Here’s the truth: all those words are unrelated. ARP stands for Address Resolution Protocol, a data-link layer protocol that resolves an IP address to a MAC (Media Access Control) address, which is basically a physical network address. On the other hand, DNS (the Domain Name System) resolves domain names to IP addresses. IP networks require ARP to function, so if ARP isn’t working, DNS won’t work. Other than that, DNS and ARP are distinctly separate.

02:24 - “They are trying to get root access by connecting the OSI network to the data link.”

Brooklyn Nine Nine S6E14 Knox OSI Data Link Brooklyn Nine Nine S6E14 Knox OSI Data Link

First of all, OSI isn’t a network, it’s a model for networking. The OSI model is a 7-layer network model that defines the communication functions of a computing system. Data link is the second layer of the OSI model, not something a network would connect with. The data link layer’s main function is to regulate the flow of data in and out of a physical link to a network.

Root access means having full permission to do anything on a device. It has nothing to do with the OSI model. Not all network tools offer root access ,but to make significant changes and customize features, root access is a necessity. (That’s why BlueCat offers added an extra layer of security by integrating with CyberArk).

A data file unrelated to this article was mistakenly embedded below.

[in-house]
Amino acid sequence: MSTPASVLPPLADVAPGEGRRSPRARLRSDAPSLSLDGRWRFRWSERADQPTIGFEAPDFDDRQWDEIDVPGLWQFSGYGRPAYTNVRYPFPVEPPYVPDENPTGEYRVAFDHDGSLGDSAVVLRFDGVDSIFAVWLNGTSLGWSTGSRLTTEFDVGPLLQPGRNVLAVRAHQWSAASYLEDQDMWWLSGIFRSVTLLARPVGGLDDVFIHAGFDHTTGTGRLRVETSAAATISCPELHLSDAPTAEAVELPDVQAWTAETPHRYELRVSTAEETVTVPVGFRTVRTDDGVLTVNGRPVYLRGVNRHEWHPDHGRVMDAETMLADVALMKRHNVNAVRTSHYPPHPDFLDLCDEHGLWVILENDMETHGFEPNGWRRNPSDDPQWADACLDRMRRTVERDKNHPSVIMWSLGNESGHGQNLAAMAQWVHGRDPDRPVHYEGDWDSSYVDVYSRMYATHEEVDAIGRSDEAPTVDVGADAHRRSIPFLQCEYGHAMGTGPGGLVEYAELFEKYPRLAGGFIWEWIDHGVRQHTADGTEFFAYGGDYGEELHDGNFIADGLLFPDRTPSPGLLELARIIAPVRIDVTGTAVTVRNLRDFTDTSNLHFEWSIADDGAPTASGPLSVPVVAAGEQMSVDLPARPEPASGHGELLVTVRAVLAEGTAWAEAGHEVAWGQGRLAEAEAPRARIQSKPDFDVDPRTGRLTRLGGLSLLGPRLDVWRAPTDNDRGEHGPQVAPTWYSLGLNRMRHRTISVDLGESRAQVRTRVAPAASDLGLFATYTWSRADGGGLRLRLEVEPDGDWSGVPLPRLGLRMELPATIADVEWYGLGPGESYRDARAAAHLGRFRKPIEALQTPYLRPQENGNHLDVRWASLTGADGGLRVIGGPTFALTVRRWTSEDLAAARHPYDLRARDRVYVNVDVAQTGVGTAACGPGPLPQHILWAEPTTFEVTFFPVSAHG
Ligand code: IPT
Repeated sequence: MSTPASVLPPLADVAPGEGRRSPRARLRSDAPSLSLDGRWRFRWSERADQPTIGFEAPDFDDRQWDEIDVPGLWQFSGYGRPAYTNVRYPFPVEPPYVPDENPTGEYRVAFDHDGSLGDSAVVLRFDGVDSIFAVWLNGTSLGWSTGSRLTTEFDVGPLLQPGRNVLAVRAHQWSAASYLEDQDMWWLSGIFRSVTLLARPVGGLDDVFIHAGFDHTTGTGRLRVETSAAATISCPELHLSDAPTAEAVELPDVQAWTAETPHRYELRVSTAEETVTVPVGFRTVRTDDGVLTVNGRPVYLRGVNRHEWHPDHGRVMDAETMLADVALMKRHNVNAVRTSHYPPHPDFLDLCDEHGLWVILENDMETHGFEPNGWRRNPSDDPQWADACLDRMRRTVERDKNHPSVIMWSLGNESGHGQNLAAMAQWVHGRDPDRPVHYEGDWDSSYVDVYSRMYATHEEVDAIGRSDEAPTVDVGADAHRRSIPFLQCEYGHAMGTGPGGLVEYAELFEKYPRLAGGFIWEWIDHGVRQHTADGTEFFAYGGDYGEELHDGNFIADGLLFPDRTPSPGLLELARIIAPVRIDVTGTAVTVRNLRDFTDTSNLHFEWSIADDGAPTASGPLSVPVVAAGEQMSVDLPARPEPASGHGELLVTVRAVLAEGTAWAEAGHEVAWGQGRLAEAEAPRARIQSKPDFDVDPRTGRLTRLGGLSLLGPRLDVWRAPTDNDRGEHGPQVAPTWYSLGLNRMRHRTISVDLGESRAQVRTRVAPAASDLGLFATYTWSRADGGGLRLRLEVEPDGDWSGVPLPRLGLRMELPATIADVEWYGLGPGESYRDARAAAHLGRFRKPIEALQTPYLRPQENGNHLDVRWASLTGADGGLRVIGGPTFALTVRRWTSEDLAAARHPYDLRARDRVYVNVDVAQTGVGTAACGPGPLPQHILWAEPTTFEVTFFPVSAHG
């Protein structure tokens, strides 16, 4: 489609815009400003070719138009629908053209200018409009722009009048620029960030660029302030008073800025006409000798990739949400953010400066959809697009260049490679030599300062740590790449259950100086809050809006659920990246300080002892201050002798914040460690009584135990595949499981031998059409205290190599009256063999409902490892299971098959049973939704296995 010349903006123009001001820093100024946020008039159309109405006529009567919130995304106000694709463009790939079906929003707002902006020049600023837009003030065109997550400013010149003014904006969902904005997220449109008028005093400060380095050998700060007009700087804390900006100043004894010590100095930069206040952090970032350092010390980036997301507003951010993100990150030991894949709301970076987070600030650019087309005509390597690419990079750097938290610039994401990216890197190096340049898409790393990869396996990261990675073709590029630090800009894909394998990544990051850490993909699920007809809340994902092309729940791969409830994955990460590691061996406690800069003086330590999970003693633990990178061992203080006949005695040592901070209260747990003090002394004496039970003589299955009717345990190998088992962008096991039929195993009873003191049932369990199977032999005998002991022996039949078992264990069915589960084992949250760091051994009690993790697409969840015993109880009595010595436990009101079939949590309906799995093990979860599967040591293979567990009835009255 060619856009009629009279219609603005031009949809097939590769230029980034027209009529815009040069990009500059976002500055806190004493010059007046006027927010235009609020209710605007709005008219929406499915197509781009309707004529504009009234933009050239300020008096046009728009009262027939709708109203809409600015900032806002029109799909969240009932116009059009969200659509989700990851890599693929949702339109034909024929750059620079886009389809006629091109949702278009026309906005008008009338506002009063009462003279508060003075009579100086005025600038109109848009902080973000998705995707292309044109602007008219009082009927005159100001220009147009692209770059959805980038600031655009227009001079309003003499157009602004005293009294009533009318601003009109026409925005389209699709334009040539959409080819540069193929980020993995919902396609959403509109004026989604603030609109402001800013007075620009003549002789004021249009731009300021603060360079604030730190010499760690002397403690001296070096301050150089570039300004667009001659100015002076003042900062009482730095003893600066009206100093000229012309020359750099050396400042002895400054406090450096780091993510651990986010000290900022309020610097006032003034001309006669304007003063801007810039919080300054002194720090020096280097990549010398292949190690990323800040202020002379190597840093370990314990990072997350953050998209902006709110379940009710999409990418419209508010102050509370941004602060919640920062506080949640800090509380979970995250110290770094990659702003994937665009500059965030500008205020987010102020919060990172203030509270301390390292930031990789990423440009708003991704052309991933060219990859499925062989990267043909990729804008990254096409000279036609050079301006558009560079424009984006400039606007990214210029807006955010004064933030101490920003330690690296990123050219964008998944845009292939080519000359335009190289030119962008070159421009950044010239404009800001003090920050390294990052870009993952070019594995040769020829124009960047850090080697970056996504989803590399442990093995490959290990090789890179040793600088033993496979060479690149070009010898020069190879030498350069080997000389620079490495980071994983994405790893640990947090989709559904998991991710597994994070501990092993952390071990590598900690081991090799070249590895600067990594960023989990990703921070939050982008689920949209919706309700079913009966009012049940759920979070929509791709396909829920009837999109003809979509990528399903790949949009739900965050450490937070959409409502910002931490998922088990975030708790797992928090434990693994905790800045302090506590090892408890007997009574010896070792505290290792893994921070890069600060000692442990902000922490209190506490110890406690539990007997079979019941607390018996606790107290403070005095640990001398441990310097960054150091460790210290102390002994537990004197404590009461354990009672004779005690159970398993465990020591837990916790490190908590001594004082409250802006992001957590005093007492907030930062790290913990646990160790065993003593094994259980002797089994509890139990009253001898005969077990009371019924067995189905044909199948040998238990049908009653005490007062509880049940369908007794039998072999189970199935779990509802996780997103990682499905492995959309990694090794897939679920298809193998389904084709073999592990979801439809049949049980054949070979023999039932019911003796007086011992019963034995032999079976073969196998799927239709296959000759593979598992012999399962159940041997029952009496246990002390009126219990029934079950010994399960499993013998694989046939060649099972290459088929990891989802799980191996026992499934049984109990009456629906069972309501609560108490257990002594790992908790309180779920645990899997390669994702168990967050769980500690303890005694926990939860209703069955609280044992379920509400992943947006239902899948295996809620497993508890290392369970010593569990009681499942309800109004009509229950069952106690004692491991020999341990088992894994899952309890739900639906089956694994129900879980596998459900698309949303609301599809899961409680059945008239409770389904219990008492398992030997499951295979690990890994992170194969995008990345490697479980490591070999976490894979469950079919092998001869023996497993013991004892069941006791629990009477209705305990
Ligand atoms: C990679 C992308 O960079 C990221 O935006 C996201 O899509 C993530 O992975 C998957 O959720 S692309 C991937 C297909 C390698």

02:37 -  “They’re almost through our defenses.”

Security ‘defenses’ in a cyber environment do exist, however, this line is imprecise. The more accurate term for this would be defense in depth, which refers to a cybersecurity approach in which multiple defensive mechanisms are layered to protect that environment.

Some common security elements found in a defense in depth strategy would include network security controls such as an external firewall, endpoint protection, data integrity tools, and more. For heightened visibility and control, DNS security solutions could also be involved.

02:40 -  “If we can’t stop them, they’ll be inside our server in… 19 minutes!”

In reality, Noel counters, most cybersecurity threats aren’t associated with deadlines or time limits. A deadline could apply to some form of Ransomware the encryption keys to ‘hostage’ files are deleted if the malicious actor doesn’t receive payment.